Here are two key lessons I got from Burk’s work.
One is that no matter what amount someone gives your organization, they should be treated like a major donor. I was able to turn a $25 per year donor into a monthly donor because I tried to make her feel just as good as I’d make a $25,000 donor feel. I learned things about different donor levels by asking myself, “If they’re giving a smaller amount, why is that? Is it because we haven’t shared our message correctly?”
The second part of Donor-Centered Fundraising that I really liked is what I call the “You Task.” When I write any type of correspondence, I make sure to circle how many times I write ‘you’ in it so that I know that I’m really talking to a person, not to a dollar amount. A lot of times people are so focused on what a donor is giving, they forget that there’s a person behind the gift. I always try to connect with them on an individual basis. And if they can’t give any more, they should still receive a handwritten note, and a lunch, if possible.
This book really put fundraising into an important context for me, and these two lessons have helped me along my professional journey. Even if you’re not in the fundraising field, there are a lot of different things that you can learn from it. For one, people don’t usually send letters through the mail anymore. We’ve become such a technology-centered society, and that has its pluses and minuses. But sending a handwritten note in the mail shows that you’ve taken time to think about someone specifically, and it’s a great opportunity for you to share your story. This way, people feel more like they’re being reached out to and less like they’re just being asked to give something.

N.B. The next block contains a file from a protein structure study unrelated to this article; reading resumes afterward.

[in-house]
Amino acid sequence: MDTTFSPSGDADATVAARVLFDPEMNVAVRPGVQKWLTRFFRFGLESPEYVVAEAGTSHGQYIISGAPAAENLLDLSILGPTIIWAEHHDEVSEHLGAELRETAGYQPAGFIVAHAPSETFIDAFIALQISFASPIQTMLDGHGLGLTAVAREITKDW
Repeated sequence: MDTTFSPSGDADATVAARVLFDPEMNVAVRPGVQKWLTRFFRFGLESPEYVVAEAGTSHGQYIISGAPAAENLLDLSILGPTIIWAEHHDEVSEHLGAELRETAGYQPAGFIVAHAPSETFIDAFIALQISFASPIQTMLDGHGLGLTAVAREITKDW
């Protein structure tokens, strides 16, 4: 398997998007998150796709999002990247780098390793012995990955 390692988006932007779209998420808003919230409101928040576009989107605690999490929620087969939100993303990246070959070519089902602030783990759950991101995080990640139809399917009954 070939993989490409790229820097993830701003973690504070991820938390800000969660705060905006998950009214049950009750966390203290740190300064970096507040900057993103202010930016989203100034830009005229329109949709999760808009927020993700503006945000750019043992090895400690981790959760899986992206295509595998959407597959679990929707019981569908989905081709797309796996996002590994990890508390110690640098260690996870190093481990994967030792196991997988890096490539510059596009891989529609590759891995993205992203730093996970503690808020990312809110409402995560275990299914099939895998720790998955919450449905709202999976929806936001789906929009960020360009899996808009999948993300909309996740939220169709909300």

The Back of the Napkin, by Dan Roam
I bring up this last book because I’m a visual thinker. This book has really helped me map out my goals and put them into action. What I like about The Back of the Napkin is that it helps you tailor your message. When you’re writing grants for a corporation or a foundation, you often have a small amount of space to tell your story. The Back of the Napkin helped me visualize where I’m trying to go, which makes my presentation more concrete. It’s an innovative way to figure out how to present in a timely, interesting visual manner.
Using many ideas from this book, i.c.stars has started to produce visual presentations using Prezi, then turning those into YouTube videos. It’s a cost-effective way to communicate to a larger audience, specifically those that might not want to read a lot of text but would be more willing to watch a two-minute video.
I highly recommend all three of these books for any type of business development professional. They will help you greatly in cutting down on time you’re spending on a lot of operational tasks so that you can focus on selling, continue to build the business and reach your revenue goals. At the same time, you will learn to connect with people in a more meaningful way.